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Honoring veterans’ sacrifices

ELIZABETH TOWNSHIP —With a little bit of research about World War II and the Vietnam War, Rock Hill High School junior Kelsey Huddle put together a prize-winning essay about the youth of today, yesterday and nations abroad.

Huddle took first place in the VFW Post 8850 annual essay contest writing about the benefits modern-day adolescents receive from the service and sacrifice of America’s veterans.

“I just compared (America’s) youth to the youth in other countries,” Huddle said. “Like in Cambodia and Uruguay, youth are recruited for war, unlike in America.”

She added that U.S. veterans have been more likely to contribute a positive influence on children and young adults than the veterans of foreign countries.

But writing the essay was only the beginning of the process.

At Rock Hill High School, every junior and senior was required to submit an essay on the contest’s topic, not only for the competition, but for a class grade, as well.

From the estimated 150 essays by the upperclassmen, junior and senior English teachers Jeff Hensley and Kim Zornes, respectively, weeded the best essays from the bunch and narrowed the pile to the five final submissions.

Each contestant was also required to orally present their composition with a three to five minute audio recording, which was the method official judges of the competition used to choose the winners. One second over or under and disqualification would be their fate.

Senior Ashton Brammer, and juniors Levi Dalton and Carly Stanford were among the five chosen for submission. And although their teachers commended their tremendous efforts, their essays did not place in the contest. In consolation, the three writers received Rock Hill jackets and duffel bags and $100 savings bonds.

Huddle and senior Tony Burge were the final two chosen to have their essays submitted, and with Burge’s second place award, the two were the only students in the county who placed in the competition.

But regardless of the research and time put into their writing, Zornes said the students do not really understand the significance of the contest and subject matter until the competition’s official banquet.

With uniformed veterans filling the room, the students were not only surrounded by the very people about whom they were writing, but they stood amid American legends and heroes.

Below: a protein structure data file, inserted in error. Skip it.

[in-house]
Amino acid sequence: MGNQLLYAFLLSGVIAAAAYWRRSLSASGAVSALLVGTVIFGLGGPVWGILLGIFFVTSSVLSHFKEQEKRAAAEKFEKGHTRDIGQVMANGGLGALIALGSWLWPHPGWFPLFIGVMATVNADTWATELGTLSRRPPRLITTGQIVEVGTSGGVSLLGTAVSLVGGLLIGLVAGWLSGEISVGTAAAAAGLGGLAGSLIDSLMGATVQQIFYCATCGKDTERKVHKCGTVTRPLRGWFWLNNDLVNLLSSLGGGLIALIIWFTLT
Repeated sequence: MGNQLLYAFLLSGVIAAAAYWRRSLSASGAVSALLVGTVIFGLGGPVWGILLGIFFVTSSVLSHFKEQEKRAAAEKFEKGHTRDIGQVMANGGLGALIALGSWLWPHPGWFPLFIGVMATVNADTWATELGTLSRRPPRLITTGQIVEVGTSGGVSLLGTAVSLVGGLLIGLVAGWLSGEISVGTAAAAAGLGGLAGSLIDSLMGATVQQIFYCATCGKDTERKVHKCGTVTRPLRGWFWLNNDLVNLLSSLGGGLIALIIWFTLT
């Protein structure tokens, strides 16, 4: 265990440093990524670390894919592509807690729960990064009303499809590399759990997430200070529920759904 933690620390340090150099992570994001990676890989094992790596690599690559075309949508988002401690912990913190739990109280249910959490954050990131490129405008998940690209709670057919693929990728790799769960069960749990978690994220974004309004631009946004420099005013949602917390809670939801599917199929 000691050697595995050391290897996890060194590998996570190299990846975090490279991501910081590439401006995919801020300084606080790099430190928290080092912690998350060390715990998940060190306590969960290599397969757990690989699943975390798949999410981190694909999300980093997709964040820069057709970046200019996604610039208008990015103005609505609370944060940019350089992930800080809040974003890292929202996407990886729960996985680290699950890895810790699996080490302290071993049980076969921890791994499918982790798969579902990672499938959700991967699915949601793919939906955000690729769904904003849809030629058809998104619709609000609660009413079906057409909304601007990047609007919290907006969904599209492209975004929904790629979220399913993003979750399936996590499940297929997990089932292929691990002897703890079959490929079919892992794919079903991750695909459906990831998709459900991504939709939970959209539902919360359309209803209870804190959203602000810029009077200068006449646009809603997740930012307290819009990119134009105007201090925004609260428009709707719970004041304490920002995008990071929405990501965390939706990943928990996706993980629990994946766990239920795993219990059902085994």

“It was pretty humbling to see all the veterans there,” said Burge, who mentioned in his essay his paternal heritage back to his great-grandfather who had fought for his country. In fact, Burge’s father served two terms in the Gulf War, and his grandfather in World War II.

“I saw your grandfather cry,” Zornes told Burge. “And your dad was beaming from ear to ear.”

Family ties aside, it was Burge’s narrative voice that aided him in achieving second place, Hensley said.

“He was actually better at his presentation than he was on his recording,” Hensley added.

The high schoolers were not the only ones to feel humbled in the presence of the American heroes. Hensley said he understood how the students must have felt standing in front of such a crowd.

“You have all these veterans standing around honoring you,” Hensley said in regard to the students orally presenting their compositions on stage. “Someone was even there two weeks in from Afghanistan.”

And Zornes agreed.

“The students are writing about what they feel as if it is fiction,” she said.

“But when you get (to the banquet) it becomes real.”

And this realization is one of the very reasons Zornes and Hensley require their students to write the essays every year. It isn’t all about fundamental education – it’s about expanding knowledge with culture, as well.

“It’s great for writing and presentation skills,” Zornes said, “but I think they also learn to connect history with society.”

And with next year’s essay theme of “Does America Still Have Heroes?” the education will certainly continue.